Seniors: Boost Your DHA Levels With Fish Oil

In another case of why your doctor should recommending fish oil, especially for seniors, patients with high levels of docosahexaenoic acid (DHA) in their blood slashed their dementia risk by nearly half.

Scientists reviewed the medical data, dietary intake and blood samples from some 900 seniors (the median age being 76) over a nine-year timeframe. Over the course of the study, nearly 100 patients developed dementia, and 71 succumbed to Alzheimer's.

The average level of DHA in a patient's blood amounted to 3.6 percent of all fatty acids. However, the top 25 percent of the study participants had DHA levels above 4.2 percent, the level at which conferred a 47 percent reduction in dementia risks, even when taking into account disparate variables like smoking, BMI and diabetes.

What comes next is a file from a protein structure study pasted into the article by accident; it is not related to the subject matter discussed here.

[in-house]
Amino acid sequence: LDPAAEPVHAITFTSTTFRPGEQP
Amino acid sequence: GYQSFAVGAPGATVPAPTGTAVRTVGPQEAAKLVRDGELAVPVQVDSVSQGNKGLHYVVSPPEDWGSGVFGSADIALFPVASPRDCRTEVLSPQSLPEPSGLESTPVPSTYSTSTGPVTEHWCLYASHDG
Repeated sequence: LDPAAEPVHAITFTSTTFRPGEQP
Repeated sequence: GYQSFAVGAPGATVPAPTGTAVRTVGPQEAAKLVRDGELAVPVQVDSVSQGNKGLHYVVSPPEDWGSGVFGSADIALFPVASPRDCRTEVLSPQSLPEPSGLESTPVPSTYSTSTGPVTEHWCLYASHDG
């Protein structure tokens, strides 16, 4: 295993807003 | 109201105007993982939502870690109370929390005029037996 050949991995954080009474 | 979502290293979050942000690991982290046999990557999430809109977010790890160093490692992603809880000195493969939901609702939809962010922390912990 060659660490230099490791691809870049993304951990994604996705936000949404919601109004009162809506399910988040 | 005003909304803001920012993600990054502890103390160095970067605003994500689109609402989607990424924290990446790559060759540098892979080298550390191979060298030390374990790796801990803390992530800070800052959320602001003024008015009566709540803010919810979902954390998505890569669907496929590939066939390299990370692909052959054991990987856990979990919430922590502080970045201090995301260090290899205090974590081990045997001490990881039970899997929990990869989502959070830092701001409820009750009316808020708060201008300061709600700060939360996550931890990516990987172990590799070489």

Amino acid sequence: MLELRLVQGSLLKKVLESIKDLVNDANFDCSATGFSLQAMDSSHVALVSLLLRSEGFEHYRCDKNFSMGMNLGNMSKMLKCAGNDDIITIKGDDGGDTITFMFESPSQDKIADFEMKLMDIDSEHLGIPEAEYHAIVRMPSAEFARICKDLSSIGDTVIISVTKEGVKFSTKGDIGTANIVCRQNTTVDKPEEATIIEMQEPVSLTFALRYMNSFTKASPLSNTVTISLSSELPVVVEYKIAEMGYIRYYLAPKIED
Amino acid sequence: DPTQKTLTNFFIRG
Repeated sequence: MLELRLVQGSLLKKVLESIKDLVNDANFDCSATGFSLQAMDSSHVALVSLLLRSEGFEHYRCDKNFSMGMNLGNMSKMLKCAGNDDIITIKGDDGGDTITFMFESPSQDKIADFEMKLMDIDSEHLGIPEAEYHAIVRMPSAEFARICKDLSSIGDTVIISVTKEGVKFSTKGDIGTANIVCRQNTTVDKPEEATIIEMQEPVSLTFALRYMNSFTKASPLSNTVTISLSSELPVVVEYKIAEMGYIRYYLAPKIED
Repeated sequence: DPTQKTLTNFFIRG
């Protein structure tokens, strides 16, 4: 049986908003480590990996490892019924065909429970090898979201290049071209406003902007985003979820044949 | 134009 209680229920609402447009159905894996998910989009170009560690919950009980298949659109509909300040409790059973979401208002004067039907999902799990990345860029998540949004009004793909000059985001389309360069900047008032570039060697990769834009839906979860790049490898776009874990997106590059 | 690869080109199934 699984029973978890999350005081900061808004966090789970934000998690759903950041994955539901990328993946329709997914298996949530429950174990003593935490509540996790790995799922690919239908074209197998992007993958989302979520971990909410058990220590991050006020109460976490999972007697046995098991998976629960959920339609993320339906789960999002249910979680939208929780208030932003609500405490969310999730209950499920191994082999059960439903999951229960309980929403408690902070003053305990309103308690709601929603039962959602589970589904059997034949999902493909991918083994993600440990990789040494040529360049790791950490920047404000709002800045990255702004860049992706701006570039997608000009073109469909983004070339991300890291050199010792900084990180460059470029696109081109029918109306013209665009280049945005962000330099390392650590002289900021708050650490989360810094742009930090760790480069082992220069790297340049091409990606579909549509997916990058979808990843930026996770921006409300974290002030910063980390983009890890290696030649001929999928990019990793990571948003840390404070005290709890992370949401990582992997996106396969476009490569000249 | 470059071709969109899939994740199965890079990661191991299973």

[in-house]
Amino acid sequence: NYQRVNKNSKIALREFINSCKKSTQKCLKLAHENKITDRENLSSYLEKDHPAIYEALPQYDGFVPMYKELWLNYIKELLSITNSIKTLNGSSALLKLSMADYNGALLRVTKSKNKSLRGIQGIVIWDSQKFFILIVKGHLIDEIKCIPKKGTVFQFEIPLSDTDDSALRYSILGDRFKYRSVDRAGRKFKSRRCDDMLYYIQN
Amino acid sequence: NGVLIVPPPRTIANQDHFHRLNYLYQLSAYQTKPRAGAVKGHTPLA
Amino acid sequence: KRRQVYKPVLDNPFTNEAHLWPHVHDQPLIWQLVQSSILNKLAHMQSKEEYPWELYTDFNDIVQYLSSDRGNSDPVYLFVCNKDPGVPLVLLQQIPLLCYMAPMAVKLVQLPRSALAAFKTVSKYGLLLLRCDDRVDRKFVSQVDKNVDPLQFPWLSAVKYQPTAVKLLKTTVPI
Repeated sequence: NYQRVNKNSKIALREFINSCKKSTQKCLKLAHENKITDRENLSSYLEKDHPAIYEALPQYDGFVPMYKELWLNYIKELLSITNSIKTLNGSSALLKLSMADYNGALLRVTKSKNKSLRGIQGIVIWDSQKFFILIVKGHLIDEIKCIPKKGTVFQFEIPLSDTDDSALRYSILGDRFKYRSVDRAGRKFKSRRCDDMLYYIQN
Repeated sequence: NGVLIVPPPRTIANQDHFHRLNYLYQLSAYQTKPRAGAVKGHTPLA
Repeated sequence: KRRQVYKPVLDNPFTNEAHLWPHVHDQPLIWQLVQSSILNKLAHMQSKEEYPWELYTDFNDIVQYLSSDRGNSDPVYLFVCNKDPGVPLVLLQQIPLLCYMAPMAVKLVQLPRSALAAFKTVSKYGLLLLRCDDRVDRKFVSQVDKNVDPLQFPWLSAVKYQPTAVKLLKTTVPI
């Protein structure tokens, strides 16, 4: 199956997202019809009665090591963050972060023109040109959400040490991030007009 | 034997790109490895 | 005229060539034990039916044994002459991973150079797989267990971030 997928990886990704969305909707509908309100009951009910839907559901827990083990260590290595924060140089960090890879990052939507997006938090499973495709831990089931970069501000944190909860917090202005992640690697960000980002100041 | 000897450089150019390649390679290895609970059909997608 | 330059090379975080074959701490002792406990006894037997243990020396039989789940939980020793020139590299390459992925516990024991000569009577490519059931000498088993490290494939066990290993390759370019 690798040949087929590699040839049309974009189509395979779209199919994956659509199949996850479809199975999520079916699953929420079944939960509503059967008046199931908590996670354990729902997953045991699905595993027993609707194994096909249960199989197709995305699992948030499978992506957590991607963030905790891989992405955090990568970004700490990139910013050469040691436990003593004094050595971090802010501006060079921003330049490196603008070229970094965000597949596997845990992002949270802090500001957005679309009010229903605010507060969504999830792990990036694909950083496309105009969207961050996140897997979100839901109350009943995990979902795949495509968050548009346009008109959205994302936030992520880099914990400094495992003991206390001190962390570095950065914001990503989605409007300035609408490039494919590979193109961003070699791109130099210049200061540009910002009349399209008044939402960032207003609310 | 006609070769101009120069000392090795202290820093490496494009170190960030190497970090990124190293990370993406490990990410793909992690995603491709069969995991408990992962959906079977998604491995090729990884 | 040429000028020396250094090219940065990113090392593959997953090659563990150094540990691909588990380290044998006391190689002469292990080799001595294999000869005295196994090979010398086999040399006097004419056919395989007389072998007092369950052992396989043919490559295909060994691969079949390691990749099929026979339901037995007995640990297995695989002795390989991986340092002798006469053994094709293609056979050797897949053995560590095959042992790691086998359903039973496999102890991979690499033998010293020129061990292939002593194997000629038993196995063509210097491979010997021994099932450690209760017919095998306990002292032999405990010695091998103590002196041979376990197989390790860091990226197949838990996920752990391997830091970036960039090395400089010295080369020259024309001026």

And, eating fish twice a week or more -- not at all a safe choice -- lowered a patient's dementia by just 39 percent, a good reason to consider a high-quality fish or krill oil your optimal source for DHA.

Archives of Neurology, Vol. 63, No. 11, November 2006: 1545-1550

New York Times November 14, 2006 Registration Required